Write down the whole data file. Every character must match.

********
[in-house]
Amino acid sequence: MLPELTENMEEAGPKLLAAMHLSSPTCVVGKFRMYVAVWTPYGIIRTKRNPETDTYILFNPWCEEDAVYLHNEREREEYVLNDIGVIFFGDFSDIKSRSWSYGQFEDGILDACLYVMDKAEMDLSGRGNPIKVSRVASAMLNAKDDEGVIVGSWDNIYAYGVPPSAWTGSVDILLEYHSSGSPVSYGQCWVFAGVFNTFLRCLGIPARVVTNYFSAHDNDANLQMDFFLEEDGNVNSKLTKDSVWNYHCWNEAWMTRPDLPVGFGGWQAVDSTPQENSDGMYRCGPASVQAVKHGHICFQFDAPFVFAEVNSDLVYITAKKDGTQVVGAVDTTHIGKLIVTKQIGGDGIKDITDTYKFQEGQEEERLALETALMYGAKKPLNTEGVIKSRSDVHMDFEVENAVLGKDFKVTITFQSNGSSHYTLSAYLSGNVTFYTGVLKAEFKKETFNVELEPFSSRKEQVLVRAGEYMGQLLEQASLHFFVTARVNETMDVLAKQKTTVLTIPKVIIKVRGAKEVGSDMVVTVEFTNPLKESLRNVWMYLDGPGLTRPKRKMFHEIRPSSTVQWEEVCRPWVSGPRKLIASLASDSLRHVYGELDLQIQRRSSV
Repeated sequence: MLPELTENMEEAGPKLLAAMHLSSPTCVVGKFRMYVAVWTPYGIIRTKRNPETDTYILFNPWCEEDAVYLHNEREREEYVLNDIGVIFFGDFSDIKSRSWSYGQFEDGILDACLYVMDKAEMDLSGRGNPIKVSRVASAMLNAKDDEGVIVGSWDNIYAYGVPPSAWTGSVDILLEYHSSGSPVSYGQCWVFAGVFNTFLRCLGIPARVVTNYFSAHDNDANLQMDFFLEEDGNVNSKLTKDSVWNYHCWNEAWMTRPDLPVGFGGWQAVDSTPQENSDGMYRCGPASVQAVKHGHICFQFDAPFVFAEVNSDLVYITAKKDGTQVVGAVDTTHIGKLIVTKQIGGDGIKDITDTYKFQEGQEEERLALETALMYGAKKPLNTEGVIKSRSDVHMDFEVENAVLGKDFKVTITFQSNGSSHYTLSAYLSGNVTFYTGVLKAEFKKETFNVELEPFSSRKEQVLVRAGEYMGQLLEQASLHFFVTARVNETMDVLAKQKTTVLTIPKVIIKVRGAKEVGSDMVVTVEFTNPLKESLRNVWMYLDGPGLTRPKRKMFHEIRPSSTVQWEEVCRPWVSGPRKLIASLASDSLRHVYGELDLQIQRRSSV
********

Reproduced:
[in-house]
Amino acid sequence: MLPELTENMEEAGPKLLAAMHLSSPTCVVGKFRMYVAVWTPYGIIRTKRNPETDTYILFNPWCEEDAVYLHNEREREEYVLNDIGVIFFGDFSDIKSRSWSYGQFEDGILDACLYVMDKAEMDLSGRGNPIKVSRVASAMLNAKDDEGVIVGSWDNIYAYGVPPSAWTGSVDILLEYHSSGSPVSYGQCWVFAGVFNTFLRCLGIPARVVTNYFSAHDNDANLQMDFFLEEDGNVNSKLTKDSVWNYHCWNEAWMTRPDLPVGFGGWQAVDSTPQENSDGMYRCGPASVQAVKHGHICFQFDAPFVFAEVNSDLVYITAKKDGTQVVGAVDTTHIGKLIVTKQIGGDGIKDITDTYKFQEGQEEERLALETALMYGAKKPLNTEGVIKSRSDVHMDFEVENAVLGKDFKVTITFQSNGSSHYTLSAYLSGNVTFYTGVLKAEFKKETFNVELEPFSSRKEQVLVRAGEYMGQLLEQASLHFFVTARVNETMDVLAKQKTTVLTIPKVIIKVRGAKEVGSDMVVTVEFTNPLKESLRNVWMYLDGPGLTRPKRKMFHEIRPSSTVQWEEVCRPWVSGPRKLIASLASDSLRHVYGELDLQIQRRSSV
Repeated sequence: MLPELTENMEEAGPKLLAAMHLSSPTCVVGKFRMYVAVWTPYGIIRTKRNPETDTYILFNPWCEEDAVYLHNEREREEYVLNDIGVIFFGDFSDIKSRSWSYGQFEDGILDACLYVMDKAEMDLSGRGNPIKVSRVASAMLNAKDDEGVIVGSWDNIYAYGVPPSAWTGSVDILLEYHSSGSPVSYGQCWVFAGVFNTFLRCLGIPARVVTNYFSAHDNDANLQMDFFLEEDGNVNSKLTKDSVWNYHCWNEAWMTRPDLPVGFGGWQAVDSTPQENSDGMYRCGPASVQAVKHGHICFQFDAPFVFAEVNSDLVYITAKKDGTQVVGAVDTTHIGKLIVTKQIGGDGIKDITDTYKFQEGQEEERLALETALMYGAKKPLNTEGVIKSRSDVHMDFEVENAVLGKDFKVTITFQSNGSSHYTLSAYLSGNVTFYTGVLKAEFKKETFNVELEPFSSRKEQVLVRAGEYMGQLLEQASLHFFVTARVNETMDVLAKQKTTVLTIPKVIIKVRGAKEVGSDMVVTVEFTNPLKESLRNVWMYLDGPGLTRPKRKMFHEIRPSSTVQWEEVCRPWVSGPRKLIASLASDSLRHVYGELDLQIQRRSSV